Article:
Japanese photo booths are something that provide a lot of fun for not much money (usually 400yen), and as a bonus, you can bring the memory home. They are a bit confusing at first, as usually you take photos in one section of the booth and then go to another section and a lot of the instructions are in Japanese. However, the exhilaration of having no idea what you're doing till you're doing it is part of the fun and should be embraced. 

Two places with amazing views in Tokyo:

New York Bar
There's a cover charge after certain times. Before 8pm on the day we went it was free. Although drinks are priced extravagantly as you would expect (about 2000yen). The view is worth it. Especially if you go for dusk and watch as the massive cityscape turns dark, lit up by all the buildings. 
New York Bar 

The Tokyo Metropolitan Building
It's free to enter and there are two different sides of the building that you can enter (South and North) to get a 360 degree view of Tokyo, approximately 202 metres above ground. There's a restaurant there and souvenirs as well. 
Tokyo Metropolitan Building 

Parks to visit: 
Shinjuku Gardens
There is a small 200yen entrance fee for these gardens. However for that price they are immaculate, aesthetically pleasing, varied and immense. It's a perfect place for a picnic or to escape the business of the city without leaving the city centre. Definitely worth the money. 

Shinjuku Gardens
Yoyogi Park
It's a free park in the middle of the city next to Harajuku station. It's huge with a temple and a lake to see. On Sundays a group called the Greasers perform and dance in the park. 
Interestingly there was also an 80's dance group trying and failing to compete at the same place with nowhere near the same amount of onlookers. 

Due to the size of the city, location is everything. Staying somewhere with an efficient transport connection to Shibuya, Shinjuku and Harajuku will save you time if that's where you want to explore the most.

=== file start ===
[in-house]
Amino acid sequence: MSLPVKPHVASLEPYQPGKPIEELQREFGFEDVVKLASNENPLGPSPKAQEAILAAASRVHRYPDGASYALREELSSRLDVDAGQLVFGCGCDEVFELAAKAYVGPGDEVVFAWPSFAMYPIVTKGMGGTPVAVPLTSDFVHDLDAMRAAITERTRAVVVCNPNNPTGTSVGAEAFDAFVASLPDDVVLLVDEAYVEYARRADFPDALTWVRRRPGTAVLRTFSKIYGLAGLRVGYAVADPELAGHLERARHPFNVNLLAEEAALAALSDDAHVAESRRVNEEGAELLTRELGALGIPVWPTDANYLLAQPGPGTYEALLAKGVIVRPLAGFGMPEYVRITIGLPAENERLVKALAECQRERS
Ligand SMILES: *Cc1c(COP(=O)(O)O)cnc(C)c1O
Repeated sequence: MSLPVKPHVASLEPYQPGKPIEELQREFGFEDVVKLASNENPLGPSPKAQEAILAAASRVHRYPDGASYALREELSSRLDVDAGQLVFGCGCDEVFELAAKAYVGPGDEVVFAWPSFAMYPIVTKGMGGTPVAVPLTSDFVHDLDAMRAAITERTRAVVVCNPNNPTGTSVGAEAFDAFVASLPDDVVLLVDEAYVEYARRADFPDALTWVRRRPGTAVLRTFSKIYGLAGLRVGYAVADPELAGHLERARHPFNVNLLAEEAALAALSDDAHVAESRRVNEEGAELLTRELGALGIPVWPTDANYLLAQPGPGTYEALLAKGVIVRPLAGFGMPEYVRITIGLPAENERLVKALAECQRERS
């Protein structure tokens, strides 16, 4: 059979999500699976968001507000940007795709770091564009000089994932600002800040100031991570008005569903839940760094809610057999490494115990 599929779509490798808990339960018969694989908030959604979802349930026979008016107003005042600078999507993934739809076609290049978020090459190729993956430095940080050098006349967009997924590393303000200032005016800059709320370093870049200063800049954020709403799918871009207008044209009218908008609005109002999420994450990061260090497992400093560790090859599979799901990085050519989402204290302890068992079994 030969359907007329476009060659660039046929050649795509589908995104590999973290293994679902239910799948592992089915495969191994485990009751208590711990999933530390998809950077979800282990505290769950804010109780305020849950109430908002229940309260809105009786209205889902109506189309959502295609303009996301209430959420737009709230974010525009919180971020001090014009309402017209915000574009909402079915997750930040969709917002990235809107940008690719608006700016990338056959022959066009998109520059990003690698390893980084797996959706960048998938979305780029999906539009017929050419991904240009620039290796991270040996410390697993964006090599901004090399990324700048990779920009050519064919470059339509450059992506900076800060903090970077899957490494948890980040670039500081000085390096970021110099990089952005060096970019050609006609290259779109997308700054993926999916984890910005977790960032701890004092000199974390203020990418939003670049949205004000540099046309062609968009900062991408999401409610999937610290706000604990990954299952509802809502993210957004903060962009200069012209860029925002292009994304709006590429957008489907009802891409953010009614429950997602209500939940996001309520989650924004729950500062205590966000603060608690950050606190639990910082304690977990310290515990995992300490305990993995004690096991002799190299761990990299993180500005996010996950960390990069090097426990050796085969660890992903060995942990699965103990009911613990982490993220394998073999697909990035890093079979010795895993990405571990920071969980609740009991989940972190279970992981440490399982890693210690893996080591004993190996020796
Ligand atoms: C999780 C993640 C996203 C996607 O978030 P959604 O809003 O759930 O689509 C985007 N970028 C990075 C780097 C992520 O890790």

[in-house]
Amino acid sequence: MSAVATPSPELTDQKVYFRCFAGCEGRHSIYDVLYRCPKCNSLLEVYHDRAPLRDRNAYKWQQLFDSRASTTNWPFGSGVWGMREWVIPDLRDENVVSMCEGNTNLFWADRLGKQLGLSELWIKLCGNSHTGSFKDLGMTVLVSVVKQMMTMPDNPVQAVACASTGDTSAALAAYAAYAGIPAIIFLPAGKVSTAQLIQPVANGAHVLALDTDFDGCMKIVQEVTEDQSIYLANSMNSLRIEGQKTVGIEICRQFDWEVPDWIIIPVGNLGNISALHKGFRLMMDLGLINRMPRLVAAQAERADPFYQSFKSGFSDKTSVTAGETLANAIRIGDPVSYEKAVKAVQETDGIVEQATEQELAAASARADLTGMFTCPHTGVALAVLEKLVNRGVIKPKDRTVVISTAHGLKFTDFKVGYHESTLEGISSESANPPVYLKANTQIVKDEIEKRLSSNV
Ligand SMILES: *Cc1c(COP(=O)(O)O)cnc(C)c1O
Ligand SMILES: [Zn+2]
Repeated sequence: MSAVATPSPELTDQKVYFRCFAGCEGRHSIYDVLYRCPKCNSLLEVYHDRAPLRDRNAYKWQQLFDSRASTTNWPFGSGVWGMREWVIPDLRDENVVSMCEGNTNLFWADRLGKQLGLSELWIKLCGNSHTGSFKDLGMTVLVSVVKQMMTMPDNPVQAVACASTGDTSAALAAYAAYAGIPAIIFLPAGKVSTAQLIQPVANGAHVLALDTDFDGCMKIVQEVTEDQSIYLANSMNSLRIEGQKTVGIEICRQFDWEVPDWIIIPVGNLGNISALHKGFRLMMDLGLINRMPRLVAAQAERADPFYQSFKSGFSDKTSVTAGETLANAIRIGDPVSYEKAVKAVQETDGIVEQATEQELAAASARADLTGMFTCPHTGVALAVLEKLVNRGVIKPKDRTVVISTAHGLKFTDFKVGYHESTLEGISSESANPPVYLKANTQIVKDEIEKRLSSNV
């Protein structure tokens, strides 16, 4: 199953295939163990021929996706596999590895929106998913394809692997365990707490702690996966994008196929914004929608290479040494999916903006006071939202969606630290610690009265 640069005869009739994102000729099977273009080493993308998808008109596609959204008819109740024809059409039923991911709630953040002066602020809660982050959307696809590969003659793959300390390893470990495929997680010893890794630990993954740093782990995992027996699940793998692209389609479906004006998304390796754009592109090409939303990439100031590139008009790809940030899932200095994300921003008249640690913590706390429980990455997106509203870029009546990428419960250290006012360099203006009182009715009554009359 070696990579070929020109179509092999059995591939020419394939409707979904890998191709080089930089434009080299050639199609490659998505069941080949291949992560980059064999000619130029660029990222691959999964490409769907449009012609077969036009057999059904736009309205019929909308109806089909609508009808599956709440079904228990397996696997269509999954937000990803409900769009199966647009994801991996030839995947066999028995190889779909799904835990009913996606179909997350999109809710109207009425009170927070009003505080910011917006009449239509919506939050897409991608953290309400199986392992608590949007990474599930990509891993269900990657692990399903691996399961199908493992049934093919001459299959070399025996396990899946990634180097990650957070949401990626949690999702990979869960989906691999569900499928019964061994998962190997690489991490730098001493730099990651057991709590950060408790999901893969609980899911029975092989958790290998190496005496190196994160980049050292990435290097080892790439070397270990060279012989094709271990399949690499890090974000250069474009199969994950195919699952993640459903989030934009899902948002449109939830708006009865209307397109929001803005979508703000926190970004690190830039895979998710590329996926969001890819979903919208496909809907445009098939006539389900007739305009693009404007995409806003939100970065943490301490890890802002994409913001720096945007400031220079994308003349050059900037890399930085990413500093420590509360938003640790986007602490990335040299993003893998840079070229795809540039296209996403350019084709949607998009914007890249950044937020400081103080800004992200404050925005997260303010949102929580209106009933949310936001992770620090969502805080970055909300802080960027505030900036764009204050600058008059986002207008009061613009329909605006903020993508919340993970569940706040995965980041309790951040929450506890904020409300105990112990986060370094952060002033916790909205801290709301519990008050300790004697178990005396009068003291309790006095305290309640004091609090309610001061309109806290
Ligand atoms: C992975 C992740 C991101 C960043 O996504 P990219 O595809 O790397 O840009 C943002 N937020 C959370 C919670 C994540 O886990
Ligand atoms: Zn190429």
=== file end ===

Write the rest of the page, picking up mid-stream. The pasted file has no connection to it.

Shinjuku train station is a main connection point to other lines so being close to there will come in handy. Public transport isn't overly cheap in Tokyo so being somewhere with less connections and less travel time will be a money saver. 

At the train stations you can either buy paper tickets each time you travel or buy a top up card depending on your preference. There are daily travel passes available to purchase which may or may not be more cost effective depending on how much you're travelling. 

Some bars have a fee just for being there (seat charge), so just thought I'd mention you can drink on the streets in Japan legally. Just buy a can from 7/11, bring some friends, find a nice spot to relax and watch as the craziness of Tokyo happens right in front of you. 

Restaurant dining is a safe bet in Tokyo. Pretty much everything is good there and doesn't disappoint. Although it's easy to underestimate how much everything costs due to the different currency. 

Buying from the convenience stores will save a lot of money for anyone on a budget. Tasty sushi starts from around 100yen which is around $1AUD, and most convenience stores provide wifi, ATM's and toilets. A saviour in times of hunger and low funds. 

Toyko is a wonderful place to visit and hopefully this guide to Tokyo helps you get a start in exploring the city! 

I've also written guides about KyotoOsaka, Miyajima, Hiroshima and Naoshima